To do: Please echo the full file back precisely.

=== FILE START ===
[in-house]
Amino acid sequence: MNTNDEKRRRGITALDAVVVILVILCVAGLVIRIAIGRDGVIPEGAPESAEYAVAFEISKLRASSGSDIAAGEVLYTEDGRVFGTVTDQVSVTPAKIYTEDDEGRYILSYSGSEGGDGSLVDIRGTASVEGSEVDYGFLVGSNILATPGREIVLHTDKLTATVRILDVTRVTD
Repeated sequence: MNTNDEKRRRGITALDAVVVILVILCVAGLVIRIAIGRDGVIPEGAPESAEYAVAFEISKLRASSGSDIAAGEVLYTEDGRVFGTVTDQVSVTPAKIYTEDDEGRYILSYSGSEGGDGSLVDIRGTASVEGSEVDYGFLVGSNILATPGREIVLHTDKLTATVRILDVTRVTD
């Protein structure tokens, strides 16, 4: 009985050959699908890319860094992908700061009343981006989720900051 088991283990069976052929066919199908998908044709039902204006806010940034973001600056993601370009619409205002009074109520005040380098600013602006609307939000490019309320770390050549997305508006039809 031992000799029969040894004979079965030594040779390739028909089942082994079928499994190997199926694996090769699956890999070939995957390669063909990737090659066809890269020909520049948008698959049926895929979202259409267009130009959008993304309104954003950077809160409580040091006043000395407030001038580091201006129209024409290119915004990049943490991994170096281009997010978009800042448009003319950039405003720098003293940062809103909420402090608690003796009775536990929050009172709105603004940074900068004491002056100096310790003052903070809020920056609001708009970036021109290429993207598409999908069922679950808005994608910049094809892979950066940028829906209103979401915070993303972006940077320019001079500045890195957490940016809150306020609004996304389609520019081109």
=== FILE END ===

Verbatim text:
[in-house]
Amino acid sequence: MNTNDEKRRRGITALDAVVVILVILCVAGLVIRIAIGRDGVIPEGAPESAEYAVAFEISKLRASSGSDIAAGEVLYTEDGRVFGTVTDQVSVTPAKIYTEDDEGRYILSYSGSEGGDGSLVDIRGTASVEGSEVDYGFLVGSNILATPGREIVLHTDKLTATVRILDVTRVTD
Repeated sequence: MNTNDEKRRRGITALDAVVVILVILCVAGLVIRIAIGRDGVIPEGAPESAEYAVAFEISKLRASSGSDIAAGEVLYTEDGRVFGTVTDQVSVTPAKIYTEDDEGRYILSYSGSEGGDGSLVDIRGTASVEGSEVDYGFLVGSNILATPGREIVLHTDKLTATVRILDVTRVTD
């Protein structure tokens, strides 16, 4: 009985050959699908890319860094992908700061009343981006989720900051 088991283990069976052929066919199908998908044709039902204006806010940034973001600056993601370009619409205002009074109520005040380098600013602006609307939000490019309320770390050549997305508006039809 031992000799029969040894004979079965030594040779390739028909089942082994079928499994190997199926694996090769699956890999070939995957390669063909990737090659066809890269020909520049948008698959049926895929979202259409267009130009959008993304309104954003950077809160409580040091006043000395407030001038580091201006129209024409290119915004990049943490991994170096281009997010978009800042448009003319950039405003720098003293940062809103909420402090608690003796009775536990929050009172709105603004940074900068004491002056100096310790003052903070809020920056609001708009970036021109290429993207598409999908069922679950808005994608910049094809892979950066940028829906209103979401915070993303972006940077320019001079500045890195957490940016809150306020609004996304389609520019081109």